Justice, Society and Nature examines the moral response which the world must make to the ecological crisis if there is to be real change in the global society and economy to favour ecological integrity. From its base in the idea of the self, through principles of political justice, to the justice of global institutions, the authors trace the layered structure of the philosophy of justice as it applies to environmental and ecological issues. Philosophical ideas are treated in a straightforward and easily understandable way with reference to practical examples.
Moving straight to the heart of pressing international and national concerns, the authors explore the issues of environment and development, fair treatment of humans and non-humans, and the justice of the social and economic systems which affect the health and safety of the peoples of the world. Current grass-roots concerns such as the environmental justice movement in the USA, and the ethics of the international regulation of development are examined in depth.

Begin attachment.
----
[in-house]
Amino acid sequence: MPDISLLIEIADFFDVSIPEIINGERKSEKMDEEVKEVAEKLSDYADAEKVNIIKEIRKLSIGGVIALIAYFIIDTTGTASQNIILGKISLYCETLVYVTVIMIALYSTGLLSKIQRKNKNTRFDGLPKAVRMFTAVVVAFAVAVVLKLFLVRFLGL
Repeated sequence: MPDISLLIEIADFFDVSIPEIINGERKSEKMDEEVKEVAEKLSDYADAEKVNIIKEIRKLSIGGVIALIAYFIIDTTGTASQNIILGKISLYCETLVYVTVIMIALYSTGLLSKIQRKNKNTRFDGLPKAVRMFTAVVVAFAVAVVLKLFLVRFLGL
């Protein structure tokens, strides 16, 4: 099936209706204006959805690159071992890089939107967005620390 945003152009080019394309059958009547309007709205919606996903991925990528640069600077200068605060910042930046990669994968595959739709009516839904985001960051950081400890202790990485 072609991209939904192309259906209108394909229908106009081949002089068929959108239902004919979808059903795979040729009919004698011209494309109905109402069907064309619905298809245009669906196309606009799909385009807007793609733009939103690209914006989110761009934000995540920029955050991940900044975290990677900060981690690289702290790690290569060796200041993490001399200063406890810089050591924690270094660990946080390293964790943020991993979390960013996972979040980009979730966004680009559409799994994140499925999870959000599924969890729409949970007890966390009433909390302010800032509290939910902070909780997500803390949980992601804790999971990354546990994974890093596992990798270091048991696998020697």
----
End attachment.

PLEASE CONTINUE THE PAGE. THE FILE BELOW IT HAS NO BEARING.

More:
The authors take debates beyond mere complaint about the injustice of the world economy, and suggest what should now be done to do justice to nature.
Table of Contents
Chapter 1. Justice In and To the Environment Chapter 2. Disappearing Justice? Chapter 3. Bases of Justice Chapter 4. Political Justice Chapter 5. Environmental Justice: Distributing Environmental Quality Chapter 6. Ecological Justice: Rethinking the Bases Chapter 7. Justice and Nature: New Constitutions? Chapter 8. The Dialectic of Justice and Nature Bibliography Index